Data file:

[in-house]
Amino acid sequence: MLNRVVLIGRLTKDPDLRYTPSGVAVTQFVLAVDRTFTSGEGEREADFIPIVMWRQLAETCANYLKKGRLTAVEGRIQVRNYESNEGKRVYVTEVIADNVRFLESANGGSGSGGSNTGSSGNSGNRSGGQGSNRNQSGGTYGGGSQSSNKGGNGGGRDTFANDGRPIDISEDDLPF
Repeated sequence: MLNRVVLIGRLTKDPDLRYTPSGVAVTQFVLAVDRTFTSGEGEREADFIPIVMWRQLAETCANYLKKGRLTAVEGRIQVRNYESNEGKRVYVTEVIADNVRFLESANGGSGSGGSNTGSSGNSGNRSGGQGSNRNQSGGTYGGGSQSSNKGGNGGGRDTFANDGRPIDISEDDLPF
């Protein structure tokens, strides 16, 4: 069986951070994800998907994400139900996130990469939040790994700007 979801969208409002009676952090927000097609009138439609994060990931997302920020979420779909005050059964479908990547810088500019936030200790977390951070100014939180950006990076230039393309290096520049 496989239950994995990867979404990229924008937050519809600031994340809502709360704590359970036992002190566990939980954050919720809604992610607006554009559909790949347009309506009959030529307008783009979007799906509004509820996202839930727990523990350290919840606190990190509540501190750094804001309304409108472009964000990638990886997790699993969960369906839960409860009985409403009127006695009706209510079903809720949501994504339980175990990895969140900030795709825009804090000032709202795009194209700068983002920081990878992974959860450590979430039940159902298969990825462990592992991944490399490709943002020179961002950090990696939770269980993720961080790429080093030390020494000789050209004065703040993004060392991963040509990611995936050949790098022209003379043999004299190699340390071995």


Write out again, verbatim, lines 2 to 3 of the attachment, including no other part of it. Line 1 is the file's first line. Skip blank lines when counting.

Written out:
Amino acid sequence: MLNRVVLIGRLTKDPDLRYTPSGVAVTQFVLAVDRTFTSGEGEREADFIPIVMWRQLAETCANYLKKGRLTAVEGRIQVRNYESNEGKRVYVTEVIADNVRFLESANGGSGSGGSNTGSSGNSGNRSGGQGSNRNQSGGTYGGGSQSSNKGGNGGGRDTFANDGRPIDISEDDLPF
Repeated sequence: MLNRVVLIGRLTKDPDLRYTPSGVAVTQFVLAVDRTFTSGEGEREADFIPIVMWRQLAETCANYLKKGRLTAVEGRIQVRNYESNEGKRVYVTEVIADNVRFLESANGGSGSGGSNTGSSGNSGNRSGGQGSNRNQSGGTYGGGSQSSNKGGNGGGRDTFANDGRPIDISEDDLPF